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A Symbol, a Sort of Poetry

Concerned with humanistic education
Buddhists compare transcending ordinary existence, realising a new mode of being, with breaking the shell of the egg. [EB, "creation myth"]

Some symbols serve to ensnare listeners and keep their minds set or bound, maybe for a life-time. Then, for want of a nail the rider was lost. The rider her is the witnessing deep consciousness. The nail may represent fit ideas.

Rudolf Steiner once compared tight definitions with too narrow or too small shoes. Good definitions and concepts to live by, have to be a bit elastic or loose - or big enough. Neither shoes nor food for thought should block the space craved for such a thriving and growing - together as well. Thus, it behoves us to leave some room for the unexpected yet. Good foresight is into it. Have leeways of thought for the sake of artistry of living.

It is essential to understand to what degree language in itself (per se) is representative, that is, a largely symbolic outfit for man.

If a labelling stage is missed, much groundwork for future process may be spoiled. So children should learn many names of things and happenings (key phenomena) for the sake of their future control of life.

The process of mental development is eased by good stories in relaxed, non-scaring settings and entertaining ways. Most folk tales are, and surrealism is into lots of them (miracle tales, for example). Some fantastic tales seem to speak to hearts, where they can be cherished as valuable.

Good use of symbols uses similarities on top of comparison labours. Greek culture was evidently fond of fantastic symbols. Folklore is often rich in handed-over symbols Giants in Greek tales can be regarded as symbols that need interpretations. By locking up the handed-over symbols, ideas that pertain to man's general condition may stand out. Freudian thinking has tried to decipher ancient Greek stories in that vein. Not all of these intrinsically well-meaning efforts seem well founded and factual, though. But the field of speculation and interpretation depends on the sagacity and skills of those who enter it.

What is called a symbol is also derived from more or less common agreements about it.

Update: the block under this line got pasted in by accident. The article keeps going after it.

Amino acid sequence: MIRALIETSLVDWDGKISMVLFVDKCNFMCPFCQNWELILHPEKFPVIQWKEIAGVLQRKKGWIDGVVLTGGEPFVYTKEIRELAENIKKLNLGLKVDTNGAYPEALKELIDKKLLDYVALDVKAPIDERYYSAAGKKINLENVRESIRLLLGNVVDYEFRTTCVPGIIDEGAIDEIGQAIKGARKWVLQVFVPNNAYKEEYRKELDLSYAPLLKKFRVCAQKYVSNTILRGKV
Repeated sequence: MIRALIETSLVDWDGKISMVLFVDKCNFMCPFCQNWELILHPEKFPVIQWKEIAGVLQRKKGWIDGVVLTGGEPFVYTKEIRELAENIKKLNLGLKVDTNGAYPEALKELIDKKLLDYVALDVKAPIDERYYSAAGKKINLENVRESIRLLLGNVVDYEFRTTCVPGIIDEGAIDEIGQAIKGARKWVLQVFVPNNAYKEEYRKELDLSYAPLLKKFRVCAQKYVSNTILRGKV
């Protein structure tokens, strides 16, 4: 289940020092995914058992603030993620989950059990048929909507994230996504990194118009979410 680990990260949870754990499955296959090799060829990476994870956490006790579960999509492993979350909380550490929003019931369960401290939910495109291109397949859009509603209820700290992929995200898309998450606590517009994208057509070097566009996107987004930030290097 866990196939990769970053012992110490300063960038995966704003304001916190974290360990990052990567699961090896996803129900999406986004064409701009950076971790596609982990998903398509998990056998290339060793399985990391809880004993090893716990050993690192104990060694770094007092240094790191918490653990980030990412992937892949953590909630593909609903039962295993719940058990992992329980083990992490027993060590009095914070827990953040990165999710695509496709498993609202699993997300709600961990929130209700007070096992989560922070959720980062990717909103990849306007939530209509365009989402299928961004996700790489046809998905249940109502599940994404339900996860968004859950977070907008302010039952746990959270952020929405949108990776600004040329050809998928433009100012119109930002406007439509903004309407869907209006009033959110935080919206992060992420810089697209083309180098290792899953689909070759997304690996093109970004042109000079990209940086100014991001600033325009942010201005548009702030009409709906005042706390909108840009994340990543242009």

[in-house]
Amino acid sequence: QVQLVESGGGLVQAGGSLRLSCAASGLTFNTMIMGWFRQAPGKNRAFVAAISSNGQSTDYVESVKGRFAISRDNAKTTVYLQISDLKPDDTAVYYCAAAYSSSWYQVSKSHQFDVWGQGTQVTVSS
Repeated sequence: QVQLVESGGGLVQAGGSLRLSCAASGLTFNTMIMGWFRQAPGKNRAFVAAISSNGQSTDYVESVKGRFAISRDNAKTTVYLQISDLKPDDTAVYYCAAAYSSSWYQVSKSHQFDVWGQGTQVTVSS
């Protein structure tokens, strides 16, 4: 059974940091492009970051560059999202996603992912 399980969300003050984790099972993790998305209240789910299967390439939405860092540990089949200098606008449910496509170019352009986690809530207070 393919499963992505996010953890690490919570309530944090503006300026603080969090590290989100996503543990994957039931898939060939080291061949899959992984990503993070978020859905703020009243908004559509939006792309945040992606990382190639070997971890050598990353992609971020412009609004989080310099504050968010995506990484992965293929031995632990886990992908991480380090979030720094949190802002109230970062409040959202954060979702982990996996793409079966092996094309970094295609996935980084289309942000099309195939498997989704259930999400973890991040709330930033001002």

In sciences, such as mathematics and physics, symbols help us to get control or more control, or firmer control. Such control lies in the "symbol park's" capacity to sum up. And what is more, the symbols that sum up a lot, do not have to look big. Used as pegs of a sort they help recall a whole lot, and excellent symbols aid recall and control for other reasons too. Apt symbols make newcomers remember stuff that is communicated a lot better. Figurative mentions and some symbols help unifications too.

Albert Einstein spoke for fairy tales as fit for making future scientists. [Zipes 1992:1]


Jolly in Boots

Le Chat Botté (Puss in Boots) by Gustave Doré. Modified section.

Swift of foot as he was, a cat caught a fat wild rabbit, popped it into his bag, knocked at the king's castle gate, went before the king and with a sweeping hat-bow said:

"Sire, my master sends you this fine plump rabbit as a gift."

The queen got very interested. "Is your master young and handsome?" she asked. - "Would not you like to marry such a man?" the queen asked her daughter.

"Oh, yes."

In the end not much mattered so much as being dressed up well, having property to show off, and being civic enough.


Charles Perrault (1628-1703) in 1697 published Puss in Boots and other fairy tales of Italian origin - among others. [More]


Poetic symbols, a Charles Perrault, Literature  

Zipes, Jack. Breaking the Magic Spell. Reprint. New York: Routledge, 1992.

Harvesting the hay

Symbols, brackets, signs and text icons explained: (1) Text markers(2) Digesting.

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